Your work is your livelihood, and if you can’t deliver to your clients on time, you won’t gat paid. With that in mind, it’s essential that you aren’t solely reliant on physical storage. USB storage drives and portable hard drives can go missing when you’re always on the road. Even laptops and tablets can get lost or stolen. Replacing them is a horrendous enough concept. But can you imagine having to replace them and lose the revenue from the work that’s on them? For most, this would be crippling enough to bounce them right back home with their tails between their legs.
While you may have to pay a small monthly fee for robust cloud storage, you’ll likely find that the peace of mind alone is more than worth the expense.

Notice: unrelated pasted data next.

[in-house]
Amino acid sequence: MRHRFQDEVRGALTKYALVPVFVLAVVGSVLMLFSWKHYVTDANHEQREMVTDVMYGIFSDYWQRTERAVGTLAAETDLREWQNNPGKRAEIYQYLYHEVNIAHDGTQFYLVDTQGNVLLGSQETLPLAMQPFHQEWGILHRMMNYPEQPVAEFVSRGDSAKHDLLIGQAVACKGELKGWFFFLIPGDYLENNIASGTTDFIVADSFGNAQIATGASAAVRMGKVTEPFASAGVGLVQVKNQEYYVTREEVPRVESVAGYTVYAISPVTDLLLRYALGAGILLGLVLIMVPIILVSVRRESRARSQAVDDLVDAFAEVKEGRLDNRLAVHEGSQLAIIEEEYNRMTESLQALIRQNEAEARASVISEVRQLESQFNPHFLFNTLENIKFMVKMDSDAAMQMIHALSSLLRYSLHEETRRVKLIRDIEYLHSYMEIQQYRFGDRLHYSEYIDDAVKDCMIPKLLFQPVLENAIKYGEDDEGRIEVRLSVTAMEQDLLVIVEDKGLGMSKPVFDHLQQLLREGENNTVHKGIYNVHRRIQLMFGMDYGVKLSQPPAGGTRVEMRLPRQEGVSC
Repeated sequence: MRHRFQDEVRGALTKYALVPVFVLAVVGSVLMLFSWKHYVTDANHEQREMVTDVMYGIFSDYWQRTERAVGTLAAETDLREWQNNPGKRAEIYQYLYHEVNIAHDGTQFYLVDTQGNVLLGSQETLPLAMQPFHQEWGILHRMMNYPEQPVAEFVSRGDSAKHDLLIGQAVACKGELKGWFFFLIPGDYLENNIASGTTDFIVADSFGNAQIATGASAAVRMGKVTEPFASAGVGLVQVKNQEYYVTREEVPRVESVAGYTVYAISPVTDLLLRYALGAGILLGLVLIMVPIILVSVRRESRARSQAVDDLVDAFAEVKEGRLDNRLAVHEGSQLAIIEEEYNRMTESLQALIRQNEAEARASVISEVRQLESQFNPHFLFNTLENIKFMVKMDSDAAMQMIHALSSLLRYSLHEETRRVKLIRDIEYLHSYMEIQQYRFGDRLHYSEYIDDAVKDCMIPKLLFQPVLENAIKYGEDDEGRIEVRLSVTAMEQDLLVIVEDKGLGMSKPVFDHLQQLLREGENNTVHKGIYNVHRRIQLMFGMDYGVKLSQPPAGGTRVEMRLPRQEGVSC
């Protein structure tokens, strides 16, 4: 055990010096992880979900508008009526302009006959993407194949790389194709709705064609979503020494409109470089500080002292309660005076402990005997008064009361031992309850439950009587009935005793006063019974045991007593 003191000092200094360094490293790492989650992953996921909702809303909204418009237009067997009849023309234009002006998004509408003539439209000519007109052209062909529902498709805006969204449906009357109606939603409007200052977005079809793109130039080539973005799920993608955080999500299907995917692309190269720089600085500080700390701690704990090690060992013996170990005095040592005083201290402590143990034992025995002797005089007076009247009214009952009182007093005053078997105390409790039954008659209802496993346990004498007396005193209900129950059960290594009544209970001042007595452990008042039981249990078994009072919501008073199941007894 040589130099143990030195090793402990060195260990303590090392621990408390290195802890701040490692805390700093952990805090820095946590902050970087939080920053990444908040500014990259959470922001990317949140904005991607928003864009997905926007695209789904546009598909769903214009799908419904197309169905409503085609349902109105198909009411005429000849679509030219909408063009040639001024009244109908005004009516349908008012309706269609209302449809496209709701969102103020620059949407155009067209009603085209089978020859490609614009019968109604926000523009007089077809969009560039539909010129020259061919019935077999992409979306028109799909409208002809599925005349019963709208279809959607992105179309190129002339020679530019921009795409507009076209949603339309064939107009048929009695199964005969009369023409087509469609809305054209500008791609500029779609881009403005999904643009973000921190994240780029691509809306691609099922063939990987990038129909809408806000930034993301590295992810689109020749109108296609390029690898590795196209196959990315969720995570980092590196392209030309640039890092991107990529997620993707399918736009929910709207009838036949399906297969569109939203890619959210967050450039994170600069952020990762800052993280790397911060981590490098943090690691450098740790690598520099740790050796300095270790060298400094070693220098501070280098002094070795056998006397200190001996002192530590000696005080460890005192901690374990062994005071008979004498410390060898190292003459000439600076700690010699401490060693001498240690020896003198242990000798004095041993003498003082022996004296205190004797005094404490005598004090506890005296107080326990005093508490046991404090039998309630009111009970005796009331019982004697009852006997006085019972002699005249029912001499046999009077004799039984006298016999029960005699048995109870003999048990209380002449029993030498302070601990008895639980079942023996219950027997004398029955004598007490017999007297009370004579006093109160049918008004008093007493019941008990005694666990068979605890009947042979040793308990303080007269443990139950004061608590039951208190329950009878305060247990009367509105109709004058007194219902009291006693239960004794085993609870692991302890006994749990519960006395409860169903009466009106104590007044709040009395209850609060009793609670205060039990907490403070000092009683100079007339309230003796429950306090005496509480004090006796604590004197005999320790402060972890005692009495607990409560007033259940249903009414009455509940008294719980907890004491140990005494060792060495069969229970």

Insure Your Devices (and Yourself)
Speaking of lost laptops and devices, make sure you have a policy that covers them while you travel in the event of theft, damage or loss. Keep in mind that some policies may have restrictions in terms of which countries they’re valid within. So if you already have a policy in place on your devices, it may not extend past international waters.
Here are some affordable policies that will keep you covered all over the world. While laptop insurance is an overhead expense that you may not welcome, it pales in comparison to the expense incurred when you lose a laptop, tablet or smartphone.
It’s also vital that you insure yourself. While nobody plans on falling ill or getting injured while travelling, there’s always an inherent risk when you’re out and about. And getting injured or falling ill while overseas can be an extremely expensive prospect. Don’t leave the country without a travel insurance policy in place.